Georg Büchner died aged 23 in 1837 and so definitely qualified as an entrant for last year's Young Genius season co-produced by the Young Vic and the Barbican. This lovably eccentric version of his greatest play was so popular that it has received a second invitation to return for a short run.
Woyzeck was an incomplete, impressionistic play that has perennially lent itself to directors who like to leave their mark on an evening's entertainment. It has been turned into opera by Alban Berg and, not too long ago, the Barbican hosted another version. That was directed by Robert Wilson featuring music by Tom Waits that ironically was described in a BTG review as "rather like a cross between Kurt Weill and Nick Cave of Bad Seeds fame".
Now, Icelandic company Vesturport, under the direction of Gísli Örn Gardarsson present their circus-influenced Woyzeck, with stirring and entirely characteristic music by the afore-mentioned Mr Cave and Bad Seeds' violinist Warren Ellis.
Vesturport had previously been seen in the UK at The Young Vic with a strange version of Romeo and Juliet in which the plot practically disappeared beneath a demonstration of acrobatics and circus tricks. This time, their formula breathes great life into their chosen play and tells the tale well, while offering many strange novelties, both aural and visual.
The storyline is simple enough. Franz Woyzeck, bravely played by Ingvar E. Sigurdsson, is an ordinary working man. He is employed in a factory that is covered in pipes rather like the Lloyd's building in the City. There, he is unmercifully bullied by Vikingur Kristjánsson's deeply unpleasant, jack-booted Captain.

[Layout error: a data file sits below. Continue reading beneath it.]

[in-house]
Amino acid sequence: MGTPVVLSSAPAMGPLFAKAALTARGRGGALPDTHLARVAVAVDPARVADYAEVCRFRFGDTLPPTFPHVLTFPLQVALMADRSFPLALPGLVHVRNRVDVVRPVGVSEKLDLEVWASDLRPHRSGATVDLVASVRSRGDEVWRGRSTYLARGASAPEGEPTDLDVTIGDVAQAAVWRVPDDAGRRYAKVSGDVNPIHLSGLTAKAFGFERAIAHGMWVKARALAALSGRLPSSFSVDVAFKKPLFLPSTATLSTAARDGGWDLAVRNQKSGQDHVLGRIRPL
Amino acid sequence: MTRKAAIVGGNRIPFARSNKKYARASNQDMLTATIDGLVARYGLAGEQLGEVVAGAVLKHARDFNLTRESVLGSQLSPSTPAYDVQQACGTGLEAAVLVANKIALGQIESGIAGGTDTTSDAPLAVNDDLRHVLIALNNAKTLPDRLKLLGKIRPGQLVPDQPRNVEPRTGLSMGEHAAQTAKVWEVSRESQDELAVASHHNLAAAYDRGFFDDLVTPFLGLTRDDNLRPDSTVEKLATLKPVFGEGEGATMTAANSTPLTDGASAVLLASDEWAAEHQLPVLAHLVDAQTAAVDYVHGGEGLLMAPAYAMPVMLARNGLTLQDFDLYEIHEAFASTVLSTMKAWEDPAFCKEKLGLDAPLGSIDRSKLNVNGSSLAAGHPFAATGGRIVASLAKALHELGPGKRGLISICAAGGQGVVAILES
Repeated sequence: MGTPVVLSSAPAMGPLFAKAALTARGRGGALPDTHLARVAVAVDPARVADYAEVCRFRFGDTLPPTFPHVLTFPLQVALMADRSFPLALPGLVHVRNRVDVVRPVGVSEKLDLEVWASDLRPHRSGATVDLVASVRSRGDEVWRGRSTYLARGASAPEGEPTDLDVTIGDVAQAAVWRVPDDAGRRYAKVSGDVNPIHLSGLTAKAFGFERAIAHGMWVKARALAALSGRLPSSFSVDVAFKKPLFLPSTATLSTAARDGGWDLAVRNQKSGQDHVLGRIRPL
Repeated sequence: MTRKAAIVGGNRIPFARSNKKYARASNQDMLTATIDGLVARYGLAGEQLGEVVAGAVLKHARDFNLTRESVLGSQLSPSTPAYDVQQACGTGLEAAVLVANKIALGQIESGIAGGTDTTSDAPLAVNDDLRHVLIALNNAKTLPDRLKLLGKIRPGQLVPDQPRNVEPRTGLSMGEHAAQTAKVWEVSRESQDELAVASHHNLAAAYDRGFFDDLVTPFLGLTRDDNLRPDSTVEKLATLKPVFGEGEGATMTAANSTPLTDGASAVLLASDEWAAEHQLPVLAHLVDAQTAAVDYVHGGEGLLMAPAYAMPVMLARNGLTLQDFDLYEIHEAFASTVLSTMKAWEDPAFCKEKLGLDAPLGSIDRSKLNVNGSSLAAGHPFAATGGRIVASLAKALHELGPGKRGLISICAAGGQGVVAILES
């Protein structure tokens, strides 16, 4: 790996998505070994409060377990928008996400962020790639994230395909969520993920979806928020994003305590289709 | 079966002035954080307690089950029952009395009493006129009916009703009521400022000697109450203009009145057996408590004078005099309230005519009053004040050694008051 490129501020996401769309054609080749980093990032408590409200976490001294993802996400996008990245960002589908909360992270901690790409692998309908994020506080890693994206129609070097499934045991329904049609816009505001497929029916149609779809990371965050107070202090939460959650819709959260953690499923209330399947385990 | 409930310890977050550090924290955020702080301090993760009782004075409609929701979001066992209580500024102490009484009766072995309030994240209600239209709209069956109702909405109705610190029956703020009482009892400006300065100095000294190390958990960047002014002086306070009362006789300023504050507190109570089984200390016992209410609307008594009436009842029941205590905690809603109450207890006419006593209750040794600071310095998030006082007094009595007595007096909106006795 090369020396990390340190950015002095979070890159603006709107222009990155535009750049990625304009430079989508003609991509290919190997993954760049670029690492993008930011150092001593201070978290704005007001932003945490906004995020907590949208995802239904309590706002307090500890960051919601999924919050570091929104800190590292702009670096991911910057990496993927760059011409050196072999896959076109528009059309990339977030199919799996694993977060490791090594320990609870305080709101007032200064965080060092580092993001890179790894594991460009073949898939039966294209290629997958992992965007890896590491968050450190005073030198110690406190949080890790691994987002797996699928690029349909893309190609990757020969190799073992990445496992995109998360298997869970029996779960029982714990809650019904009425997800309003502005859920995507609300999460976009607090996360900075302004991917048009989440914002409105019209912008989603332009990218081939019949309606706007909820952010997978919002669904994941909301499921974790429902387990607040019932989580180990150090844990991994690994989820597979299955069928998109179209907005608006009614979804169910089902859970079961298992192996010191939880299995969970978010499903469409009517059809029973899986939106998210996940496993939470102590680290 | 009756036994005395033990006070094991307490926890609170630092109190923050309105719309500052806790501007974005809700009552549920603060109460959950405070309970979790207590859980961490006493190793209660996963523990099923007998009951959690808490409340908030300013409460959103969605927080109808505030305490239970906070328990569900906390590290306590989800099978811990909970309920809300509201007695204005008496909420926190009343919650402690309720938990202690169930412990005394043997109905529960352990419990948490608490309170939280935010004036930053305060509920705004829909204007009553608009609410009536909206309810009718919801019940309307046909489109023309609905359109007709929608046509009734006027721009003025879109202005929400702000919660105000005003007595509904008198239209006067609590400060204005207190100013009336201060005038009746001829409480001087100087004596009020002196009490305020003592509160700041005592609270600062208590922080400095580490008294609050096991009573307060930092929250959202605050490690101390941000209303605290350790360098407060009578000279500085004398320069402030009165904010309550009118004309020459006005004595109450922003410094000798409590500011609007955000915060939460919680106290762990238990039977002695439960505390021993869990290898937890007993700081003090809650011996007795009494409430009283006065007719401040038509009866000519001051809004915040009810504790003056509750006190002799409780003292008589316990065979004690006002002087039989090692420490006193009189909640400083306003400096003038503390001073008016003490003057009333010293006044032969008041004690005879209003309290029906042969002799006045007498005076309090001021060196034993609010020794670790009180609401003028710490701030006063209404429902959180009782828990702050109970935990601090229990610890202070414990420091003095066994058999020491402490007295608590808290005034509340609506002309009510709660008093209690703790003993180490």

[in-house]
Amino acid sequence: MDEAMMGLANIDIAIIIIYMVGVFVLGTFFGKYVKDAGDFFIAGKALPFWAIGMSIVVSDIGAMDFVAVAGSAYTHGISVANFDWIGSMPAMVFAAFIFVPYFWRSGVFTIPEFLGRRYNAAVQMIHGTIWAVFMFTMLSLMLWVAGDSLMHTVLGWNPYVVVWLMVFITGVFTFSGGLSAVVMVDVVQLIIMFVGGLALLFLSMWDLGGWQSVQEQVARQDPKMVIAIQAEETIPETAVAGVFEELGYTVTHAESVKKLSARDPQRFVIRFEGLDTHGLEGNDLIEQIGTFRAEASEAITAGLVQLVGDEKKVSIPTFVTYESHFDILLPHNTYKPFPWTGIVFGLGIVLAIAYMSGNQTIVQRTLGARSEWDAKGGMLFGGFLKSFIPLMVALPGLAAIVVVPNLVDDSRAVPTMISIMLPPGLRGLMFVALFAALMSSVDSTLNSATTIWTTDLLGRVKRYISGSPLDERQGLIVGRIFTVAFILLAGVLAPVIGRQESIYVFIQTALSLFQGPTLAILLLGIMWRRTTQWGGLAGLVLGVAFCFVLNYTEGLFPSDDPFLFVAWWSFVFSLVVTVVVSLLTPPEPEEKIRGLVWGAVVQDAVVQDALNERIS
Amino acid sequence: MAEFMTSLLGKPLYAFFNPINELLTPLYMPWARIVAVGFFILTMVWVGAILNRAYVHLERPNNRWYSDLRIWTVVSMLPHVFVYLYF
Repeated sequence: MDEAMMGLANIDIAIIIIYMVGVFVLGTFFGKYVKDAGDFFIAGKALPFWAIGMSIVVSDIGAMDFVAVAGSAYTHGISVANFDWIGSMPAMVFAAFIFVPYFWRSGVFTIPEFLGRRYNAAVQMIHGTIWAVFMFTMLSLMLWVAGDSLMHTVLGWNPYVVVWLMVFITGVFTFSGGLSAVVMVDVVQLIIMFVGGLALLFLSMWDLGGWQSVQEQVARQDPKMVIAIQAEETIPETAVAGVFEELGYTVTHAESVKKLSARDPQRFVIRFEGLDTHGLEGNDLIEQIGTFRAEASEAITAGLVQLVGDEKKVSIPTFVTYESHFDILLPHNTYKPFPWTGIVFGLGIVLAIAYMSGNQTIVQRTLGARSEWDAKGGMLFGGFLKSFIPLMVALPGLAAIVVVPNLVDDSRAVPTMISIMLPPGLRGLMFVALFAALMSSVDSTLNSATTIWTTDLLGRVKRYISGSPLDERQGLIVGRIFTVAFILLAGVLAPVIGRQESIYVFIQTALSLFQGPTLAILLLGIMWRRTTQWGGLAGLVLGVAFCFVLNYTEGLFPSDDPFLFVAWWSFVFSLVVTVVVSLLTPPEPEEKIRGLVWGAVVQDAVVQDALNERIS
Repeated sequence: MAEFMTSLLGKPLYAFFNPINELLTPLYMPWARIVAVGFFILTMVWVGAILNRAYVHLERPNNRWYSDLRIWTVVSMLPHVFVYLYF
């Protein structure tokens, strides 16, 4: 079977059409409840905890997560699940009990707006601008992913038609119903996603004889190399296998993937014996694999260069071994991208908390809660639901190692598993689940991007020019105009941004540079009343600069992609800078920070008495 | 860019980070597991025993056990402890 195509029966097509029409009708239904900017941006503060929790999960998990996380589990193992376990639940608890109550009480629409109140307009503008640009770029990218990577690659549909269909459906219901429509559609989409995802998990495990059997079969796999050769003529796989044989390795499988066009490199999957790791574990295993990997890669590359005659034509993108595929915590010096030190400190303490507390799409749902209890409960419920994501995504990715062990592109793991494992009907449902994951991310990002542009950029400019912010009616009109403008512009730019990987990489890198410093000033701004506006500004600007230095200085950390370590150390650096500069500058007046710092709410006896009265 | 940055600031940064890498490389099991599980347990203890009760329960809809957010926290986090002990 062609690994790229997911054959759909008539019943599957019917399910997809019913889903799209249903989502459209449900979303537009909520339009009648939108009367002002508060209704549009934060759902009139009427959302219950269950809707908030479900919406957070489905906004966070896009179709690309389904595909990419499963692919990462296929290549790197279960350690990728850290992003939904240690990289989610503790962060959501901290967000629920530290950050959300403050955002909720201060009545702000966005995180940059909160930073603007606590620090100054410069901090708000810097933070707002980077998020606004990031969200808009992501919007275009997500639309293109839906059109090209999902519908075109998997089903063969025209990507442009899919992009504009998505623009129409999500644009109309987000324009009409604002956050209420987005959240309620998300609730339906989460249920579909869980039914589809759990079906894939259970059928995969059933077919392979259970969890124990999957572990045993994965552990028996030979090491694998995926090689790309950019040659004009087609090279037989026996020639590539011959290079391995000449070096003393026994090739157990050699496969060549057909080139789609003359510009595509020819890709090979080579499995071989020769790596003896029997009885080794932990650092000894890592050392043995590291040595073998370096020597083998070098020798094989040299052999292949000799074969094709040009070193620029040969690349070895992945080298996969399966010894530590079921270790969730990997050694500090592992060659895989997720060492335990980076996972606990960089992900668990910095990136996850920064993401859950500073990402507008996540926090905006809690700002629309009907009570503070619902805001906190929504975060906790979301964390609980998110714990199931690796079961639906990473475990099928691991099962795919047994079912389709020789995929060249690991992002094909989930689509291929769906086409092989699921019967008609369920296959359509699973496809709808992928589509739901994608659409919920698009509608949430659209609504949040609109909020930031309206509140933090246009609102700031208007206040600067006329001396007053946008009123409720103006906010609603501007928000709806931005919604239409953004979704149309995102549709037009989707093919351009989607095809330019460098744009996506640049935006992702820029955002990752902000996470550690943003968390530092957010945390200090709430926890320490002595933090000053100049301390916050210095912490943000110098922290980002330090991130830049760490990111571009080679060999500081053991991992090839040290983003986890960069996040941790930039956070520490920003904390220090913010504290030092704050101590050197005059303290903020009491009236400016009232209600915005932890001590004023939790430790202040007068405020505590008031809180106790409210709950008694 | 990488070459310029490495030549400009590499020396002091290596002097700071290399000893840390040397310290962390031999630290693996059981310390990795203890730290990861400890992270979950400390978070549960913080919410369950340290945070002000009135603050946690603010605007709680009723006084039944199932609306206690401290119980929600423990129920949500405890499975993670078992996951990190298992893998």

To make ends meet, he also offers his body to a Doctor, female in this production, as a research guinea pig.
The joy of his life is his raven-haired wife Marie, played by Vesturport's Juliet, Nina Dögg Filippusdóttir. However, her head is turned by the tall, handsome Drum Major played by Björn Hlynur Haraldsson, who sensationally makes his initial appearance suspended high above the audience singing the night's hardest rock song.
Once the Drum Major has cuckolded the ordinary man much to the Captain's delight, the tragedy plays itself out to an inevitable closure.
What makes this production special is the visual imagination of its director combined with the composers' haunting music.
The actors have a hard time, bouncing around on ropes, diving off the stage into a tank that surrounds the playing area and provides unforgettable images and, in the case of the protagonist, almost being drowned several times over, as well as suffering a terrible beating.
The moral is not forgotten amid the fireworks and we are reminded at the death to "stare at yourselves". We too can ignore or add to the plight of the common man or could become victim to life's vicissitudes.
This Woyzeck makes for an unusual and surprisingly delightful 90 minutes but must be caught quickly as the run is all too short.
Running until 15th July
Reviewer: Philip Fisher